Classifying images using supervised machine learning (ML) relies on labeled training data—classes or text descriptions, for example, associated with each image. Data‐driven models are only as good as the data used for training, and this points to the importance of high‐quality labeled data for developing a ML model that has predictive skill. Labeling data is typically a time‐consuming, manual process. Here, we investigate the process of labeling data, with a specific focus on coastal aerial imagery captured in the wake of hurricanes that affected the Atlantic and Gulf Coasts of the United States. The imagery data set is a rich observational record of storm impacts and coastal change, but the imagery requires labeling to render that information accessible. We created an online interface that served labelers a stream of images and a fixed set of questions. A total of 1,600 images were labeled by at least two or as many as seven coastal scientists. We used the resulting data set to investigate interrater agreement: the extent to which labelers labeled each image similarly. Interrater agreement scores, assessed with percent agreement and Krippendorff's alpha, are higher when the questions posed to labelers are relatively simple, when the labelers are provided with a user manual, and when images are smaller. Experiments in interrater agreement point toward the benefit of multiple labelers for understanding the uncertainty in labeling data for machine learning research.
Efficient PAC Learning from the Crowd
In recent years crowdsourcing has become the method of choice for gathering labeled training
data for learning algorithms. Standard approaches to crowdsourcing view the process of acquiring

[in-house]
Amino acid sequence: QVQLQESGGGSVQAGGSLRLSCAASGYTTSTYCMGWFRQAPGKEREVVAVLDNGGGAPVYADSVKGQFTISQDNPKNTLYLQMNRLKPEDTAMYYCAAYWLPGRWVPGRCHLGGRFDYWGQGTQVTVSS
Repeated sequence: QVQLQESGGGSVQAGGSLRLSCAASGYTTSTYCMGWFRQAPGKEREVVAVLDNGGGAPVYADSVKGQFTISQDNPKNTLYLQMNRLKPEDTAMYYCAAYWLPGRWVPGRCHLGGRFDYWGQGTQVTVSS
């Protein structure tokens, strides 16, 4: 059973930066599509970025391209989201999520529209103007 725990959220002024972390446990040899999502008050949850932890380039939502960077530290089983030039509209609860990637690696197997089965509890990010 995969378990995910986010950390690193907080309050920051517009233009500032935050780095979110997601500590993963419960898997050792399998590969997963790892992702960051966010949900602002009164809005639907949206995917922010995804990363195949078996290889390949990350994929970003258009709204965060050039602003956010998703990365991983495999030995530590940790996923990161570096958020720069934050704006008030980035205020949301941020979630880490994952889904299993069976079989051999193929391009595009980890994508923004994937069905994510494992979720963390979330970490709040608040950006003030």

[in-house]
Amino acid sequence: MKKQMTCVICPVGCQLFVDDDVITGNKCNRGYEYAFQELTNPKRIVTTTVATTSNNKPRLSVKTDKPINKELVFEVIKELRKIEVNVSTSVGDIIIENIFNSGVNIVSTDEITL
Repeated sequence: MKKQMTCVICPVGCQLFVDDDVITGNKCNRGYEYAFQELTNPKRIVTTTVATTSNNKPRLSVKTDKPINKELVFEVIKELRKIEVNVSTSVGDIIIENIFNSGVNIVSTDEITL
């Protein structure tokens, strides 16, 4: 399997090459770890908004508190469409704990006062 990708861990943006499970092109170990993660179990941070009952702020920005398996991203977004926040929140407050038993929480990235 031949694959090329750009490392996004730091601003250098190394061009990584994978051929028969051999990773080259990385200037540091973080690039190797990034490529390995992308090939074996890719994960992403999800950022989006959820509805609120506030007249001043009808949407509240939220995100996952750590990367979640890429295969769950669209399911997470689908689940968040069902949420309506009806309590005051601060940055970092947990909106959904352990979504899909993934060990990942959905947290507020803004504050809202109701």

labeled data separately from the process of learning a classifier from the gathered data. This can
give rise to computational and statistical challenges. For example, in most cases there are no known
computationally efficient learning algorithms that are robust to the high level of noise that exists in
crowdsourced data, and efforts to eliminate noise through voting often require a large number of
queries per example.
In this paper, we show how by interleaving the process of labeling and learning, we can attain
computational efficiency with much less overhead in the labeling cost. In particular, we consider
the realizable setting where there exists a true target function in F and consider a pool of labelers.
When a noticeable fraction of the labelers are perfect, and the rest behave arbitrarily, we show
that any F that can be efficiently learned in the traditional realizable PAC model can be learned
in a computationally efficient manner by querying the crowd, despite high amounts of noise in
the responses. Moreover, we show that this can be done while each labeler only labels a constant
number of examples and the number of labels requested per example, on average, is a constant.
When no perfect labelers exist, a related task is to find a set of the labelers which are good but not
perfect. We show that we can identify all good labelers, when at least the majority of labelers are
good.
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 NSFPAR ID:
 10057814
 Date Published:
 Journal Name:
 COLT
 Volume:
 65
 Page Range / eLocation ID:
 127150
 Format(s):
 Medium: X
 Sponsoring Org:
 National Science Foundation
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